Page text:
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The truth is 30 years old from being out there
Plus, when series finales are not series finales, and a 'Welcome To The O.C.' promotion
This week’s What’s Alan Watching? newsletter coming up just as soon as I figure out whether this is a wax on, wax off situation...
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Buy my book! Buy my book! Buy my book! (And get a bonus!)
This is an extremely light week for me in terms of Rolling Stone content, with only my Reservation Dogs recap publishing since the last newsletter. This is the result of a confluence of events, from having to binge screeners of shows to review for an upcoming print issue of the magazine, to the fact that some of the week’s more prominent premieres are of returning shows that I’ve either never watched, or haven’t watched in a long time. (The Morning Show very much fits the latter category, though I’m happy for my TV critic peers who can’t get enough of its messiness.)
So why not start our newsletter with some more shameless plugging! As I’m pretty sure I’ve told you, I’ve written another book, Welcome To The O.C., an oral history of the seminal mid-00s teen drama. I’m very proud of how it turned out, and pleased with how candid almost everyone was on almost every subject, and it turns out I’m not alone in this belief. Publishers Weekly recently said that, “The insider perspectives are refreshingly candid and offer new insights into what went into making the much loved show. The O.C. fans won’t want to miss this.”
Now, you might say things like, “I’m not a fan of The O.C. Why would I want to read this?” This is a fair question, and it’s entirely possible that you would not. My counter would be that a lot of the book is using the specific example of this show to get at larger issues about how TV shows get made — particularly at that moment in time, when the broadcast networks still ruled the earth — the compromises and mistakes that get made, the miscommunications and executive interference, how interpersonal dynamics evolve and curdle over time, etc. The story of The O.C. is unique to that show in many ways, but universal in many others.
Regardless, if Welcome To The O.C. sounds interesting, I would ask you to consider pre-ordering a copy (print or digital) now, rather than waiting until November 28 or later. In the world of publishing, pre-orders have never mattered more. They tell booksellers (Amazon in particular, but all of them) what the level of demand is for a title, which in turn informs how many copies they will order for when the book is actually published. If they think that no one cares, then they won’t have many copies in hand, and it becomes a self-fulfilling prophecy. Several times in my book-writing career, Amazon and others have run out of stock early in the first print — one time on the day the book was published — because they underestimated demand. Some of those people who were trying to buy it ordered a copy and were willing to wait, but I imagine many others simply went looking for another book. And if there aren’t copies for people to see in the brick and mortar stores, then those are more potential sales that disintegrate.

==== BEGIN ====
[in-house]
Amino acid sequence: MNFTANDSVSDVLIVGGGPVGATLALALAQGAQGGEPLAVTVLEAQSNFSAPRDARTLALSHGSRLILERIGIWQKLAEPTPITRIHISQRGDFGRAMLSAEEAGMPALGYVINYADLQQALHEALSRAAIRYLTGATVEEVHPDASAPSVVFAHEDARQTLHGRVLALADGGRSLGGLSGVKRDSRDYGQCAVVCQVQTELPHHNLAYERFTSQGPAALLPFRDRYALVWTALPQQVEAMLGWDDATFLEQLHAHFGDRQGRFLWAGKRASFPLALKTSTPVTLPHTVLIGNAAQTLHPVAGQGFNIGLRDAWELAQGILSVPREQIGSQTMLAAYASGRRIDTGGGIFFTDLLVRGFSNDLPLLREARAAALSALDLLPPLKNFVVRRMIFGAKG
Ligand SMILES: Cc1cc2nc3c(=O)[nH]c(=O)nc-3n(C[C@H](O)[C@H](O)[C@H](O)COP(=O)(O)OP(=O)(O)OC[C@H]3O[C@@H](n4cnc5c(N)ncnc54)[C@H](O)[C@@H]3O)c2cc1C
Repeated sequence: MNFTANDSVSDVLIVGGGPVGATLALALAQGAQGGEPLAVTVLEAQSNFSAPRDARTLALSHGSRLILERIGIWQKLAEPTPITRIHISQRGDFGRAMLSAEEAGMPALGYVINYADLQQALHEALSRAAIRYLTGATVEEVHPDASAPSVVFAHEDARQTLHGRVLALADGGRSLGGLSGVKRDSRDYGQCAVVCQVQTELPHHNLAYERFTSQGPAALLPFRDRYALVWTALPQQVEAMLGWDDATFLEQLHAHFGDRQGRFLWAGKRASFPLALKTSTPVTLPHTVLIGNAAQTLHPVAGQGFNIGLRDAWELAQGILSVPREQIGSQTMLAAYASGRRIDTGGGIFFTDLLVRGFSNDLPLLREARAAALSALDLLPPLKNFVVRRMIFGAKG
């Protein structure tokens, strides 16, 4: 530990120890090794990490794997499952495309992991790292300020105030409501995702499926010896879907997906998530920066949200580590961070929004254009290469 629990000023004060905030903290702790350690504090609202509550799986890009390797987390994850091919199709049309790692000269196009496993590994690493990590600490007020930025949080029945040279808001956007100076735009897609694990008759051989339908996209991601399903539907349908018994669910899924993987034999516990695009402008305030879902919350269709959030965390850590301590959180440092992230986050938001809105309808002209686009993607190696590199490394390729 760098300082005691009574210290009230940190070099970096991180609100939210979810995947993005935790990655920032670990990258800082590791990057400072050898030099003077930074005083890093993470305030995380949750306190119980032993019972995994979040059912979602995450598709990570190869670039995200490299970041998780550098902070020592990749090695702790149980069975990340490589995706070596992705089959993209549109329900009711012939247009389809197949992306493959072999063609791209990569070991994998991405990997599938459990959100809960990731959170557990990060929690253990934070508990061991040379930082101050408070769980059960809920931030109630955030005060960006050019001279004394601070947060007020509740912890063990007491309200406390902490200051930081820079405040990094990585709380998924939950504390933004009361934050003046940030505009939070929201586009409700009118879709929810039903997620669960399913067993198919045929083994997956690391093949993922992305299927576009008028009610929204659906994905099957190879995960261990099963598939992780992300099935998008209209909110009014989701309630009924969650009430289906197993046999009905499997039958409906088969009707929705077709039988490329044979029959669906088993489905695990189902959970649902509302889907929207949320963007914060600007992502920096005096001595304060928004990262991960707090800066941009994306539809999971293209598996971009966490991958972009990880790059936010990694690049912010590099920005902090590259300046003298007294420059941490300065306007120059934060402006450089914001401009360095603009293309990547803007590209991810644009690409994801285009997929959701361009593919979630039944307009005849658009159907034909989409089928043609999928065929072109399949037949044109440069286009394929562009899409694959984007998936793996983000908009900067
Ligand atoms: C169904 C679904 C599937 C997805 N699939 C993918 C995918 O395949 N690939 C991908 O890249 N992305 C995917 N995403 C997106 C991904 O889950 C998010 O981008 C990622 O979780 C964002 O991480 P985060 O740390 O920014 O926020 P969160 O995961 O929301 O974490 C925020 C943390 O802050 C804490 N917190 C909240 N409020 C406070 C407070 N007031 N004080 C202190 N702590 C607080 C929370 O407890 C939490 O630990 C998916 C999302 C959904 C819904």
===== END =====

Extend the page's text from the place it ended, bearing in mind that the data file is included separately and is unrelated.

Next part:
If that’s not enough to encourage people to pre-order, my publisher has set up an incentive program(*), where if you order the book (again, in print or digital) prior to November 28, and upload proof of purchase, you’ll receive a digital bonus chapter. So you’re not just helping out me, but getting something extra in the process. Win-win!
(*) Yes, the program is only available in the United States. No, I have no control over this, and this has unfortunately been the case for every promotion related to every book I’ve written. And yes, the book will be published in many international markets, but I also have no control, nor any specific info, on when and where. I’m just a cog in a domestically-based machine, I’m afraid.
Here endeth the plugging. I promise that they won’t all be this long between now and Thanksgiving. (Though some of them will be, I’m sure.)
Reservation Dogs and the case of the faux-finales
As I say at the beginning of my recap of this week’s predictably tremendous Reservation Dogs, anyone who didn’t know that there were two episodes left wouldn’t be blamed for assuming this was the series finale. In terms of plot, theme, and tone, it felt like the culmination of everything the show has been trying to do and say for the past three years.
But there’s more to come, and this is far from the first time a great TV show has done this. Just last year, for instance, I briefly wondered why Better Call Saul seemed to be wrapping up Cinnabon Gene’s story when there were three episodes remaining. In that case, I was very wrong, because Saul still had a lot more to do with Gene (and Jimmy, and Saul), but in the moment, I was very puzzled.
In general, there are two different kinds of fake series finales. The more common one involves shows that either don’t know if they’re being canceled, or assume that they’ve been canceled. Chuck did at least a half dozen different In Case of Emergency finales, because that show perpetually lived on the cancellation bubble. Michael Schur wanted every Parks and Rec season finale to work as a series-ender in the event NBC didn’t order more. In one of my favorite examples, Eighties cop show parody Sledge Hammer (starring David Rasche, aka Karl from Succession) ended its low-rated first season with Sledge and the other characters at Ground Zero for a nuclear bomb detonation, because nobody believed ABC would renew it. So the unexpected second season had to open with a title card revealing that these episodes were all set five years earlier.